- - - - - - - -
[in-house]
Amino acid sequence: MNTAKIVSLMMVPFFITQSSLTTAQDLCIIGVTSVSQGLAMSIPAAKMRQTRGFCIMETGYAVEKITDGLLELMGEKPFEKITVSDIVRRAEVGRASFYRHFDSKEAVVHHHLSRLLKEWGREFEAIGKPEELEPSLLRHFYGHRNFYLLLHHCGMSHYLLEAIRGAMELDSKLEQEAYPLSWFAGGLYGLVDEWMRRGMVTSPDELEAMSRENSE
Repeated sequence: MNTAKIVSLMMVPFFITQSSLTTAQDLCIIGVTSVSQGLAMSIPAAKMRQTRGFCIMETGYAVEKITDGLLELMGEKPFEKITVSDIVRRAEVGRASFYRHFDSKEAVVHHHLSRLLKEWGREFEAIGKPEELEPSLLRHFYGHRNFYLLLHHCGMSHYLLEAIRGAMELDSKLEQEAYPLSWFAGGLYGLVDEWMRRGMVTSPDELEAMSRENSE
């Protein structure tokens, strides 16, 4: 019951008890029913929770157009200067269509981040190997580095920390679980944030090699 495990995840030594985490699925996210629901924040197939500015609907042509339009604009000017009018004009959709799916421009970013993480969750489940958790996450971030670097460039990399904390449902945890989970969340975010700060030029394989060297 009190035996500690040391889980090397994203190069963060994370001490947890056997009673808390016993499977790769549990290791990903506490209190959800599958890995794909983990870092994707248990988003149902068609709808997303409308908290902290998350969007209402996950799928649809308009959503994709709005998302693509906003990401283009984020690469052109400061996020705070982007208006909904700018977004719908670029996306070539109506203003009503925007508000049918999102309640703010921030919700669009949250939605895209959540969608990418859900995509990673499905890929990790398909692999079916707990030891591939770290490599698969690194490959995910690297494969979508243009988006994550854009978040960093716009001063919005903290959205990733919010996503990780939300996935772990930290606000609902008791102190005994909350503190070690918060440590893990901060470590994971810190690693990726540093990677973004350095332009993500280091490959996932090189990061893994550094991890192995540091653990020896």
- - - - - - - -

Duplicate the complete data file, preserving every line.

[in-house]
Amino acid sequence: MNTAKIVSLMMVPFFITQSSLTTAQDLCIIGVTSVSQGLAMSIPAAKMRQTRGFCIMETGYAVEKITDGLLELMGEKPFEKITVSDIVRRAEVGRASFYRHFDSKEAVVHHHLSRLLKEWGREFEAIGKPEELEPSLLRHFYGHRNFYLLLHHCGMSHYLLEAIRGAMELDSKLEQEAYPLSWFAGGLYGLVDEWMRRGMVTSPDELEAMSRENSE
Repeated sequence: MNTAKIVSLMMVPFFITQSSLTTAQDLCIIGVTSVSQGLAMSIPAAKMRQTRGFCIMETGYAVEKITDGLLELMGEKPFEKITVSDIVRRAEVGRASFYRHFDSKEAVVHHHLSRLLKEWGREFEAIGKPEELEPSLLRHFYGHRNFYLLLHHCGMSHYLLEAIRGAMELDSKLEQEAYPLSWFAGGLYGLVDEWMRRGMVTSPDELEAMSRENSE
């Protein structure tokens, strides 16, 4: 019951008890029913929770157009200067269509981040190997580095920390679980944030090699 495990995840030594985490699925996210629901924040197939500015609907042509339009604009000017009018004009959709799916421009970013993480969750489940958790996450971030670097460039990399904390449902945890989970969340975010700060030029394989060297 009190035996500690040391889980090397994203190069963060994370001490947890056997009673808390016993499977790769549990290791990903506490209190959800599958890995794909983990870092994707248990988003149902068609709808997303409308908290902290998350969007209402996950799928649809308009959503994709709005998302693509906003990401283009984020690469052109400061996020705070982007208006909904700018977004719908670029996306070539109506203003009503925007508000049918999102309640703010921030919700669009949250939605895209959540969608990418859900995509990673499905890929990790398909692999079916707990030891591939770290490599698969690194490959995910690297494969979508243009988006994550854009978040960093716009001063919005903290959205990733919010996503990780939300996935772990930290606000609902008791102190005994909350503190070690918060440590893990901060470590994971810190690693990726540093990677973004350095332009993500280091490959996932090189990061893994550094991890192995540091653990020896």